When it comes to the ways in which Rita Gross and Michel Foucault influenced their respective fields—theology and queer theory—think about how their work was groundbreaking and paved the way for future scholars in religious and queer fields of study.
Starting with Rita Gross, consider how she changed the normative Western viewpoint on religion. For Gross, religious studies in the West too often focused on Christianity and Judaism, and ignored other religions, like those deriving from Asia. Gross made it possible to assess religion in a fuller context. She also helped scholars deal with the difficulty of critically evaluating religion while facing up to the fact the certain biases are inevitable.
While Gross challenged normative beliefs in religious studies, Foucault tackled longstanding ideas in the department of sexuality. Foucault argued that the idea of sexuality did not spring naturally from the human body but was a creation of society and those that promulgate and maintain it—including doctors, parents, educators, law enforcement officials, and so on.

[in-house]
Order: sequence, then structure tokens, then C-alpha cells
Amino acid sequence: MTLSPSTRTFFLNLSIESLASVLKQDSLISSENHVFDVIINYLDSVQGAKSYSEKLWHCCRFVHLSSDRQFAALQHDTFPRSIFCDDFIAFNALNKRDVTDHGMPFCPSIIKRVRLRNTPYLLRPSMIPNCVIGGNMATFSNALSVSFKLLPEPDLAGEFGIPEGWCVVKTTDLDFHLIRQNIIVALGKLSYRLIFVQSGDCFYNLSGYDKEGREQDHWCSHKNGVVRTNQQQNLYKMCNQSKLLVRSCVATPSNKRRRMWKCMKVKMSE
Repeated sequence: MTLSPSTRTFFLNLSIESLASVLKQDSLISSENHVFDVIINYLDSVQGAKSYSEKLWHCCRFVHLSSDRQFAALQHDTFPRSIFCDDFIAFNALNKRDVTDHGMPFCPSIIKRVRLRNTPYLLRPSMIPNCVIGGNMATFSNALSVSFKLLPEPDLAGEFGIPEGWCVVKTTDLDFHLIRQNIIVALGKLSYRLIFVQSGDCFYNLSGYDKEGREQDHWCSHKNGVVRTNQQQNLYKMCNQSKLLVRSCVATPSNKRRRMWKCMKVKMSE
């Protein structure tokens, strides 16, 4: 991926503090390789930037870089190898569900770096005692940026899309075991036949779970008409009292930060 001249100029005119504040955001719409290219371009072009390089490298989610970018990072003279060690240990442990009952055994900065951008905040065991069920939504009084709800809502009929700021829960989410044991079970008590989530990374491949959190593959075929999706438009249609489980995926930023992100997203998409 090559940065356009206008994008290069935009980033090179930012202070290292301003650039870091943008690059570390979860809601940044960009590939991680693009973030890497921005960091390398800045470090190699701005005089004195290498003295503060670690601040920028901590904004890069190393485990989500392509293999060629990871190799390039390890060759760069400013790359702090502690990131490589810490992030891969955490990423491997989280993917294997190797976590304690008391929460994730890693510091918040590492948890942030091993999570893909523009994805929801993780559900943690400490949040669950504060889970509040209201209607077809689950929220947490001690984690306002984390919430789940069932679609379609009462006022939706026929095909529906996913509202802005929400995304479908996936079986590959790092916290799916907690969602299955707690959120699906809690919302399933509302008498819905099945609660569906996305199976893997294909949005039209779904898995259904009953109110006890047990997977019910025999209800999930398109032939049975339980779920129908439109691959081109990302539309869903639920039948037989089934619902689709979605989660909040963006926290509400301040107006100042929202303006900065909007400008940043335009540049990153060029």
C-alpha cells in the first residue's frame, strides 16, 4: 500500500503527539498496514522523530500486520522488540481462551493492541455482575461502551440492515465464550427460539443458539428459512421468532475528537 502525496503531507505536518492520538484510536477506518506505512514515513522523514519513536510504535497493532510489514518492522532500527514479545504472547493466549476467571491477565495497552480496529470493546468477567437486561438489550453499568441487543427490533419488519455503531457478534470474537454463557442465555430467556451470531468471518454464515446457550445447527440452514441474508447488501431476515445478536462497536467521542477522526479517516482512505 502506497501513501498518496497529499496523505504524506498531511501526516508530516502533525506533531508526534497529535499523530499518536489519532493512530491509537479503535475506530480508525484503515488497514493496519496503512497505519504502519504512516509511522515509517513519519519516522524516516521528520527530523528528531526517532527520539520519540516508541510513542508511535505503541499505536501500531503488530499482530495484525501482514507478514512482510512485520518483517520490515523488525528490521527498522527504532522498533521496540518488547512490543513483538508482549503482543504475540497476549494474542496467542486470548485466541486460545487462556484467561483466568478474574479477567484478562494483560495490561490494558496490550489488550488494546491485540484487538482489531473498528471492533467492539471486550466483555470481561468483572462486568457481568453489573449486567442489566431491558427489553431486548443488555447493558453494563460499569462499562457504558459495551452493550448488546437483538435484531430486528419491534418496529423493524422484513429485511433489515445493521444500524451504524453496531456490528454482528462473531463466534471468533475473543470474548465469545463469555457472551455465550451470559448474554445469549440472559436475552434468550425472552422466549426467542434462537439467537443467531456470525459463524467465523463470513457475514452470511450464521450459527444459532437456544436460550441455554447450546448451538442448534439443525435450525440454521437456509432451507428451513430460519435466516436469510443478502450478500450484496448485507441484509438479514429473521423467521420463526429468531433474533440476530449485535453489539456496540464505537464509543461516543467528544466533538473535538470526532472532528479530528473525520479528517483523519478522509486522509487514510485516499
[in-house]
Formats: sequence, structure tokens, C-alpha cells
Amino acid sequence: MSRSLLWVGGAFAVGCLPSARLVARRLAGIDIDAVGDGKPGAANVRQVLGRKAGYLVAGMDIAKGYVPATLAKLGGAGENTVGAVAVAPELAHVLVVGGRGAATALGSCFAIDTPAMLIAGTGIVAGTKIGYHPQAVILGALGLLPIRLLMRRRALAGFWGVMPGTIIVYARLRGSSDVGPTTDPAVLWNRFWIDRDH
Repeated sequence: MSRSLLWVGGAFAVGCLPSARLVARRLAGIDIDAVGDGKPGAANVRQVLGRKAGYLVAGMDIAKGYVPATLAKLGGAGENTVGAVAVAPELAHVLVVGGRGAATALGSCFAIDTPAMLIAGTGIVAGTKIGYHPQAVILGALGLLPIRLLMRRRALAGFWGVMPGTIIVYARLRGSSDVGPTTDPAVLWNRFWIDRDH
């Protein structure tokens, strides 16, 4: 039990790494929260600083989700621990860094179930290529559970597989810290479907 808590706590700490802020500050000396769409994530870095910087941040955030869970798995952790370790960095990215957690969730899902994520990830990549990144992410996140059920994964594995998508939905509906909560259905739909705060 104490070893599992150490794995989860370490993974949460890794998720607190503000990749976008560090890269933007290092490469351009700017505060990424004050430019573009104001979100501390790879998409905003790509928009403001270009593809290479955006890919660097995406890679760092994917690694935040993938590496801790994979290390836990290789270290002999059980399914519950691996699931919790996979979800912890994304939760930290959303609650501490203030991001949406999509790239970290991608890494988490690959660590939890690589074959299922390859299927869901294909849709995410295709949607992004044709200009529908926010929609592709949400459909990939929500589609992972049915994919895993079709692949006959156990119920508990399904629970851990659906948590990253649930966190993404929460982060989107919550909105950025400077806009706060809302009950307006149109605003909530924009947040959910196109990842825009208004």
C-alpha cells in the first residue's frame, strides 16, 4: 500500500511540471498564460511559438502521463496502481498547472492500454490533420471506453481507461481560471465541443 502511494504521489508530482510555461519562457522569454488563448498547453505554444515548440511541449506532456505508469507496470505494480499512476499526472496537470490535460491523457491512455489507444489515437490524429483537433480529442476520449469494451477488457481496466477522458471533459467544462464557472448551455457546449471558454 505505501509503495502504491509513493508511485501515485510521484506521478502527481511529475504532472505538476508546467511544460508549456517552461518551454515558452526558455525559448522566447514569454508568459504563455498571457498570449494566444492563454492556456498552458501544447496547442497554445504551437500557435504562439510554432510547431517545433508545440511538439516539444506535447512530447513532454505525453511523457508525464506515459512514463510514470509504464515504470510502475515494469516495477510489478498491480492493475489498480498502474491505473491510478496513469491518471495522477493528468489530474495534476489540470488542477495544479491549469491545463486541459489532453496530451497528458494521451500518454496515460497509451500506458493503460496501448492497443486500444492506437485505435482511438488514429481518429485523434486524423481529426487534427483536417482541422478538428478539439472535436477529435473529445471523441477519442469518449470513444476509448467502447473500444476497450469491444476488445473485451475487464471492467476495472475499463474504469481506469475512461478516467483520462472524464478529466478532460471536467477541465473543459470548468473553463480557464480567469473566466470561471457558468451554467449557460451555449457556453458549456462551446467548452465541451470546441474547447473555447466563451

Foucault’s view that sexuality was a product of one’s specific cultural and political predicament resulted in a framework that ensuing scholars could utilize to further analyze how sexuality was inseparable from environmental factors.
For example, just as Foucault contended that sexuality derived from external factors, Judith Butler put forward the thesis that gender was constructed via outside elements. Without Foucault’s initial dismantling of established sexual tropes, integral queer theorists such as Gayle Rubin, Eve Kosofsky Sedgwick, and Butler, might have lacked the theoretical base to build their particular theories.